“I took a couple of things that are near and dear to my heart, I have seen, not only as an officer but as a husband and a father, where the system was broken and needed fixing.”
Wyman has advocated for expanded mental health, and has hosted forums about expanding outpatient addiction treatment, especially in Carroll County. He has also been a booster for the LEAD (Law Enforcement Against Drugs) program, an alternative to D.A.R.E., which aims to educate children about the dangers of substance use. He’s an instructor and trainer for LEAD, on the statewide advisory board for the program, and visited the White House to promote LEAD.
“It is really important to get to the kids early, get them the information that they need, and get them information that is accurate and is going to be helpful in the future,” he said.
Wyman is the father of a transgendered son and he has advocated for greater protections for LGTBQ people on the Governor’s Council on Diversity and Inclusion, which he called “an incredible opportunity, an incredible experience.”
Wyman spoke out in support of HB 1319, a bill that added “gender identity” to the list of prohibited discriminations in New Hampshire. He said he “took some hits” for taking a public stance, but, “It was the right thing to do.” The bill was passed by the legislature and signed into law by Gov. Sununu on June 8, 2018.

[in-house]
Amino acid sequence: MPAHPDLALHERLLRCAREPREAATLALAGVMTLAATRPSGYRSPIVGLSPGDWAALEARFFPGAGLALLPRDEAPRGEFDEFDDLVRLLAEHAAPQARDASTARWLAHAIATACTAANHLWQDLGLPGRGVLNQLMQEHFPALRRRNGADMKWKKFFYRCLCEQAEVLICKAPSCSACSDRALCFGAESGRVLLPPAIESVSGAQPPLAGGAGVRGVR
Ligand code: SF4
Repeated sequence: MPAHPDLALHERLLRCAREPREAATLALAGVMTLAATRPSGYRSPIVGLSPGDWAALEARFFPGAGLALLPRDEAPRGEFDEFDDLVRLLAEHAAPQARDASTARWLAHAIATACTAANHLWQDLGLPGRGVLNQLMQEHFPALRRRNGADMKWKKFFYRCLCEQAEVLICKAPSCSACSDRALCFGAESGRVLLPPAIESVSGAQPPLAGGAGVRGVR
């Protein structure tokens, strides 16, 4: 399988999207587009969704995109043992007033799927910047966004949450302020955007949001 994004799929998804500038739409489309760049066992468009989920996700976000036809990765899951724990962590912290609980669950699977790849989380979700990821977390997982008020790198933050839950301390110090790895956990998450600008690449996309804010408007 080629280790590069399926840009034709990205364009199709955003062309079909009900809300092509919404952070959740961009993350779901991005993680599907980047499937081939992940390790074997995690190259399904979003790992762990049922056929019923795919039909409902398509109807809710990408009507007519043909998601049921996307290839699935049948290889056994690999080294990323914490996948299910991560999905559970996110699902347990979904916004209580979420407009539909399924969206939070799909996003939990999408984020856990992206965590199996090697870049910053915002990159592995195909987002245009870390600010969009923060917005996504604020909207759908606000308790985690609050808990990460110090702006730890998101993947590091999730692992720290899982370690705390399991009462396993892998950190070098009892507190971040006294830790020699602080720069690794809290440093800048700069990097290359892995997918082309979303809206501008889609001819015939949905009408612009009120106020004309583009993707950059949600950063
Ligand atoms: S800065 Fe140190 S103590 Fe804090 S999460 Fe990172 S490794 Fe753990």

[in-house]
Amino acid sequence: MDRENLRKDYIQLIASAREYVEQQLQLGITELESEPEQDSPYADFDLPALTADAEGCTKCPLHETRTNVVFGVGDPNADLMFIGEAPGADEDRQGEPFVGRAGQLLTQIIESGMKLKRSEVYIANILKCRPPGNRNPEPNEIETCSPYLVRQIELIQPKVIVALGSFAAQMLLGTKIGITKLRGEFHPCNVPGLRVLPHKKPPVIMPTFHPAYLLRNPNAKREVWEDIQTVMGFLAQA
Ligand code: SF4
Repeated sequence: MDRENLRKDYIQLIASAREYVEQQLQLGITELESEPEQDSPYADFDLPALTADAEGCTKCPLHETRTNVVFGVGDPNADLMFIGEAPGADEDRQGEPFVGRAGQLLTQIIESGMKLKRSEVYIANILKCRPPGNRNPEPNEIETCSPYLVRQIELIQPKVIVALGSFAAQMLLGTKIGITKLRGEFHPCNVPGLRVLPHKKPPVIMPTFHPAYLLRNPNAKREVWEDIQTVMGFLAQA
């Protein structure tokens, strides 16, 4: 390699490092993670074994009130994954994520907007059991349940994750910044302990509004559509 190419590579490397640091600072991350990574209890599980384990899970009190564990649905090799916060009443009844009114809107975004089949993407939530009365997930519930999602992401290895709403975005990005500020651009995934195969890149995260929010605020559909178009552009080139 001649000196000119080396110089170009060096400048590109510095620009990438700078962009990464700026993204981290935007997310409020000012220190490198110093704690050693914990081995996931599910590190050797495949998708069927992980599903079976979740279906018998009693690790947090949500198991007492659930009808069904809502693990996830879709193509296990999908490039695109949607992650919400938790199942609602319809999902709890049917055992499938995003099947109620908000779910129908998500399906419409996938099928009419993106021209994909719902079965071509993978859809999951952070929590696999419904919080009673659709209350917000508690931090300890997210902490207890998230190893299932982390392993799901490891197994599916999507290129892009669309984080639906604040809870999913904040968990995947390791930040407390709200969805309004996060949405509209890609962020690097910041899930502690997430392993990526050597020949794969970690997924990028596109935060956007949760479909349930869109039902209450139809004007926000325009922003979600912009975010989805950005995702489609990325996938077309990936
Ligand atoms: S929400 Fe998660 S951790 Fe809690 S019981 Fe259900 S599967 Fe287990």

Wyman has served with the NH Association of Chiefs of Police, as well as the New England Association. He teaches a class on officer wellness and resilience at the NEACOP Command Training Series, held at Roger Williams University in Bristol, Rhode Island.
Patrick Daley, chief of police in Norwich, Connecticut and president of the NEACOP, said Wyman’s absence will be noticed:
“Chief Wyman has been a trusted and valuable member of the Executive Committee of the New England Association of Chiefs of Police. We wish him well but will miss his input and guidance to the leadership of the Association. Personally I have become quite friendly with Doug and I hope he enjoys every minute of well earned retirement.”
Wyman used his time as chief to make his world better, as he saw fit. “I’ve been involved in so much, I’ve been able to do so much, it’s been great,” he said about the closing of his law enforcement career.
As a retirement party would be inappropriate during the current directive to observe social distance, the community has organized a drive-by thank-you for Wyman. Those who want to send him off with their good wishes are invited to drive past the Sandwich Central School’s main entrance on Sunday, May 31, from noon to 1 p.m.